More than £17m has been given out in grants to support the vulnerable across Greater Manchester during the pandemic, but the city-region’s leaders say it ‘falls massively short’.

The area’s ten boroughs have received millions between them since December that they had to use specifically to help struggling families manage the impact of coronavirus.

Central government ring-fenced the funding to support people paying bills, covering food costs and buying essentials and entrusted local councils to dish out the cash.

Councils across the country and city-region developed their own individual schemes to distribute the funding – some made direct payments to vulnerable families, others gave the money to charities providing services to those struggling.

To date, here’s a full break-down of the funding each council in Greater Manchester has received so far:

  • Bolton: £1,758,461.03
  • Bury: £980,503.18
  • Manchester: £4,086,231.82
  • Oldham: £1,542,875.32
  • Rochdale: £1,483,082.99
  • Salford: £1,724,382.92
  • Stockport: £1,373,610.01
  • Tameside: £1,416,122.29
  • Trafford: £931,156.63
  • Wigan: £1,780,077.06

In total, the city-region’s councils have collectively received just under £17.1m through the covid grant scheme since it began in December 2020.

Across the North West, councils received over £42m between them.

Sir Richard Leese

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But Sir Richard Leese, leader of Manchester City Council, said the funding doesn’t go anywhere near far enough.

He said: “Although this money helped to plug a specific gap during the Christmas holidays and ensure some of Manchester’s poorest families had enough to eat, this funding goes nowhere near to meeting the full costs of covid to the council and to the city – and falls massively short of what we would expect from government during this crisis.

“Couple this with a budget that has imposed inflation busting council tax increases on residents and we are seeing a cumulative negative impact that can only hit the city’s most vulnerable people harder in the coming months.”

A spokesperson for Manchester council explained the funding it received from government was used to support vulnerable households over the Christmas period and around £200,000 was handed out in direct welfare payments to meet emergency costs and bills.

The funding was distributed to children and their families who are usually eligible for free school meals (£15 per child per holiday week).

Coun Arooj Shah, Oldham council’s leader, agreed with Sir Richard Leese and said: “We put the funding to much-needed use – supporting children and young people with food in the school holiday periods and also providing grants to people struggling with fuel poverty.

Arooj Shah, Oldham council’s leader

“While the money has helped to support some of the most vulnerable in our borough, it is nowhere near enough to meet the needs of residents who live with these worries day in, day out.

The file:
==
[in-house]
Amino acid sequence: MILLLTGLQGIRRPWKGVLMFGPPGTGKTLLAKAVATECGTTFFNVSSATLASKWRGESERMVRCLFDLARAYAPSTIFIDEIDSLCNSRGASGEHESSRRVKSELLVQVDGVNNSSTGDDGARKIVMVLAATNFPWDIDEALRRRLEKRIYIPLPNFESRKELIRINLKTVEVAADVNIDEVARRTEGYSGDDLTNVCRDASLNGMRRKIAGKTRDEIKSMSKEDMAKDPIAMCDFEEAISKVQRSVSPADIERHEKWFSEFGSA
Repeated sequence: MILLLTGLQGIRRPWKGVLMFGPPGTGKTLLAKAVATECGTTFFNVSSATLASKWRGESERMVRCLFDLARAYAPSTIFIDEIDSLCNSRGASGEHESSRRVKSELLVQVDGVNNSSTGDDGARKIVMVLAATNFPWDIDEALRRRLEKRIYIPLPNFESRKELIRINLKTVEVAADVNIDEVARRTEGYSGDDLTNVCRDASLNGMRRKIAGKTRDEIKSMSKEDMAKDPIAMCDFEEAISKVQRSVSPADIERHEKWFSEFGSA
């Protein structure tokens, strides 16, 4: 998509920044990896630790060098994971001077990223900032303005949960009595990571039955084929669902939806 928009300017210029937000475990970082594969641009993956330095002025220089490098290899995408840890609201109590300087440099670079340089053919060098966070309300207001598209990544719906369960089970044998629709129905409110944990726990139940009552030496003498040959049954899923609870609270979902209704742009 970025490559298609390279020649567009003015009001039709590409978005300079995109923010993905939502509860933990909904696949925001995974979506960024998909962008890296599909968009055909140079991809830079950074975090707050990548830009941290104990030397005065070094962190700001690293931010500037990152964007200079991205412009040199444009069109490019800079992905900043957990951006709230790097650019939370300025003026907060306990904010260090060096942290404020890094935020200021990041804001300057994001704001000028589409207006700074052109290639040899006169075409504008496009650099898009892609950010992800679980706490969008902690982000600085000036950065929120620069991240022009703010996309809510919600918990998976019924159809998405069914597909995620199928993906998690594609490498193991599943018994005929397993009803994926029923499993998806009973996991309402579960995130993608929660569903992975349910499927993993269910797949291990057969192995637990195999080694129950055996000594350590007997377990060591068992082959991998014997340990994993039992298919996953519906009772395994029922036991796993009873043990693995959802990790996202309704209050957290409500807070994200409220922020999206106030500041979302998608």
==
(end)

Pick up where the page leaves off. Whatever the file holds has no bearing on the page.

“Together, we will continue to put pressure on central government for fair, sustainable funding – rather than ad hoc extensions to this scheme – so that no child goes hungry and no one cannot afford to heat their home.”

Coun Tom McGee, deputy leader of the Stockport council, explained his local authority made over 23,000 payments to families in receipt of free school meals.

Payments were made to support purchases of large household goods (like fridges and washing machines), emergency fuel vouchers to help cover utility bill costs and other support for those not eligible for free school meals.

Coun McGee added: “We would welcome a discussion with government to secure a sustainable funding stream for provision of support to families during school holidays.

Councillor Tom McGee, deputy leader, Stockport Council

“The pandemic has exploited and deepened existing inequalities and as a country we must be able to find the resources to provide our children with the necessary support during school holidays.

“From the outset our aim has been to support as many individuals and families as possible that needed help in these unprecedented times.”

In Rochdale, the council distributed Aldi vouchers to more than 12,400 families and supported over 3,000 people with household costs. It has also spent £80,000 on setting up a central food distribution warehouse to support community groups and food banks in the area.

The authority said it will continue to provide support for struggling families throughout 2021 through superstore vouchers and food bank support.

Rochdale Town Hall

Coun Carol Wardle, cabinet member for finance at Rochdale council, said: “Whilst the funding has been very welcome, we have been faced with huge increases in demand during the pandemic with so many families struggling to manage.

“This demand is still very much there so we now are awaiting a commitment for further government funding so this essential support can continue to be provided.”

In Wigan, a council spokesperson explained they’ve supported vulnerable families through direct payments too – to help towards bills, costs and purchases of things like fridges and washing machines.

The payments were distributed similarly to in Manchester, to families with children eligible for free school meals.

A similar scheme is understood to have been setup by Trafford council.

Trafford Council says safeguarding is a priority

The government’s Minister for Welfare Delivery, Will Quince, said: “Our Covid grants are ensuring thousands of children are clothed, fed and warm – vital support for families during the pandemic.

“By working with councils across the North West we have been able to reach those most in need in the communities here, and as we progress along the road to recovery we will continue to support families in the best way possible.”

Across the country, more than £269m of covid grants have been given to local councils.